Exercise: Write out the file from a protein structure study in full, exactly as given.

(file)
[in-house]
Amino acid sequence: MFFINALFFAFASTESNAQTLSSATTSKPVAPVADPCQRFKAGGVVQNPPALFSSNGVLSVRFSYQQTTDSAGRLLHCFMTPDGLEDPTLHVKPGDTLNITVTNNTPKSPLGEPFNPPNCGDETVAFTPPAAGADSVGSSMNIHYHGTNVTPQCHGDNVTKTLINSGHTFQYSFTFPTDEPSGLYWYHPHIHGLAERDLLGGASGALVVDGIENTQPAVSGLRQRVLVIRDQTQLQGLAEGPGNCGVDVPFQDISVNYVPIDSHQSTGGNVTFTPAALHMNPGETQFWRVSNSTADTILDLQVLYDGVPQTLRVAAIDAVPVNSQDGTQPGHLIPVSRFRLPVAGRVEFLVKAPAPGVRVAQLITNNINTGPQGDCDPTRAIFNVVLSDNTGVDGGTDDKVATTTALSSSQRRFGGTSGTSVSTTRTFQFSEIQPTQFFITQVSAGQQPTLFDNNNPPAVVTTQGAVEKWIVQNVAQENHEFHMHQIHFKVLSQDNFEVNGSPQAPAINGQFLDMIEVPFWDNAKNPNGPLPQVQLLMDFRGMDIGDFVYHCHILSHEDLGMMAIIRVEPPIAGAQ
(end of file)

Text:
[in-house]
Amino acid sequence: MFFINALFFAFASTESNAQTLSSATTSKPVAPVADPCQRFKAGGVVQNPPALFSSNGVLSVRFSYQQTTDSAGRLLHCFMTPDGLEDPTLHVKPGDTLNITVTNNTPKSPLGEPFNPPNCGDETVAFTPPAAGADSVGSSMNIHYHGTNVTPQCHGDNVTKTLINSGHTFQYSFTFPTDEPSGLYWYHPHIHGLAERDLLGGASGALVVDGIENTQPAVSGLRQRVLVIRDQTQLQGLAEGPGNCGVDVPFQDISVNYVPIDSHQSTGGNVTFTPAALHMNPGETQFWRVSNSTADTILDLQVLYDGVPQTLRVAAIDAVPVNSQDGTQPGHLIPVSRFRLPVAGRVEFLVKAPAPGVRVAQLITNNINTGPQGDCDPTRAIFNVVLSDNTGVDGGTDDKVATTTALSSSQRRFGGTSGTSVSTTRTFQFSEIQPTQFFITQVSAGQQPTLFDNNNPPAVVTTQGAVEKWIVQNVAQENHEFHMHQIHFKVLSQDNFEVNGSPQAPAINGQFLDMIEVPFWDNAKNPNGPLPQVQLLMDFRGMDIGDFVYHCHILSHEDLGMMAIIRVEPPIAGAQ